This image is available for purchase as stickers

Sprinkle image as a sticker

Ableism in Action

These questions directly relate to ableism. Ableism is society’s negative stigma around or unwillingness to accommodate people with disabilities. Ableism often leads to inaccessible and unwelcoming environments for those with disabilities. Much of our world was created by and for able-bodied people, and despite legislation that calls for a change, much of our world continues to create difficulties for people with disabilities. 

It’s easy to blame architects, builders, and yes, even bloggers for facilities and resources that aren’t easy to use for people with different bodies, but if you’ve ever used a public facility, you too bear a responsibility for maintaining spaces that accommodate all bodies.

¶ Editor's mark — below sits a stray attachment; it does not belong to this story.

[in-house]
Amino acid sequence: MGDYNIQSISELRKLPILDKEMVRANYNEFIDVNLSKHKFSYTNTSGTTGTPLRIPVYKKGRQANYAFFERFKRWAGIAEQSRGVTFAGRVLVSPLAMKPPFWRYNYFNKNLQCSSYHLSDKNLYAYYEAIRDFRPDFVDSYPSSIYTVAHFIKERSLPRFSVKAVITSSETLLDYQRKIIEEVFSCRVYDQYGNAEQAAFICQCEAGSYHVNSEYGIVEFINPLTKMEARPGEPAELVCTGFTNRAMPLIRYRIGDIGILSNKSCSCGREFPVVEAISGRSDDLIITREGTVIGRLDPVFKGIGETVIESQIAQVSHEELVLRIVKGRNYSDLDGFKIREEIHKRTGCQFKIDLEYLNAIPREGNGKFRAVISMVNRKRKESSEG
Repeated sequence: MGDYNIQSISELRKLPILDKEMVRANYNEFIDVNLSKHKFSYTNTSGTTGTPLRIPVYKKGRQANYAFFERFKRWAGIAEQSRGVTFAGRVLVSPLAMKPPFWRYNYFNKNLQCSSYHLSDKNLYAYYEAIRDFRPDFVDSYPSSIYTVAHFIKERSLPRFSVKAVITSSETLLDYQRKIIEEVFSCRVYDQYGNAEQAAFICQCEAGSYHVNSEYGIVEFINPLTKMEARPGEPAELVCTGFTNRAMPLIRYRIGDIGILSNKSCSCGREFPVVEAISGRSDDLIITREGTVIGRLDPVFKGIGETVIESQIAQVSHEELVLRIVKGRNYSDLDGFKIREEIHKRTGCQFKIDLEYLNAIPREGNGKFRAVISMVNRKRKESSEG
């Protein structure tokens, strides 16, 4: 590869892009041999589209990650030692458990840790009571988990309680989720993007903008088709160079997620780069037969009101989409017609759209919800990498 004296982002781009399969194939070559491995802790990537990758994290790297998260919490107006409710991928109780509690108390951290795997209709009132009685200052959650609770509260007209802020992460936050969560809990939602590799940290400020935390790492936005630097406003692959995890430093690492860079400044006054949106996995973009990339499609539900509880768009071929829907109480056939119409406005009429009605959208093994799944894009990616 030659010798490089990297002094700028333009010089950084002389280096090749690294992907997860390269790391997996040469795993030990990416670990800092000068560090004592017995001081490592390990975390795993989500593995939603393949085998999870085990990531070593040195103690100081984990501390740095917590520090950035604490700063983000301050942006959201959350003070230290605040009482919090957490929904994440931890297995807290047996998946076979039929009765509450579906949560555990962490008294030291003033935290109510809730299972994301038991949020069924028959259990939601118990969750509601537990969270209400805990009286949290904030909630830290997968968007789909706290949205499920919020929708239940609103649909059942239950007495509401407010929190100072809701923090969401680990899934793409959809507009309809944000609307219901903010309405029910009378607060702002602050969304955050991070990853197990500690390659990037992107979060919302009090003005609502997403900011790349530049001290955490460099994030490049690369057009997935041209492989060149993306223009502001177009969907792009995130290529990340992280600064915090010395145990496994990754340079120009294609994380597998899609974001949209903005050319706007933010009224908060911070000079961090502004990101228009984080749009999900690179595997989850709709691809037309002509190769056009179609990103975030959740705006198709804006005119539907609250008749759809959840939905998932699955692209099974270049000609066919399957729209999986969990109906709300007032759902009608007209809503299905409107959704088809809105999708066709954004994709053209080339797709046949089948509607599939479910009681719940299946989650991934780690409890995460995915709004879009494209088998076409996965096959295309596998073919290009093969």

Think about the spaces you visit on a daily basis: are they designed in a way that allows access to people of all abilities? Do they allow for wheelchairs or other assistive devices to navigate in the provided spaces? Is it safe and hygienic? Also consider, would it feel welcoming and (socially/environmentally) open to all people, or would someone who is differently abled feel uncomfortable in that space?

Resisting ableism in our society looks like first, recognizing ableist ideas that exist in our society as a whole and in our own personal worldview. Advocacy can look like embracing practices and supporting policies that promote equal and equitable access for all people.

Download a Printable PDF of this Ablism-Awareness Poster

Making sure a restroom stall is in good shape before you leave it is a way to make sure equal access (and social justice) is provided for all bodies.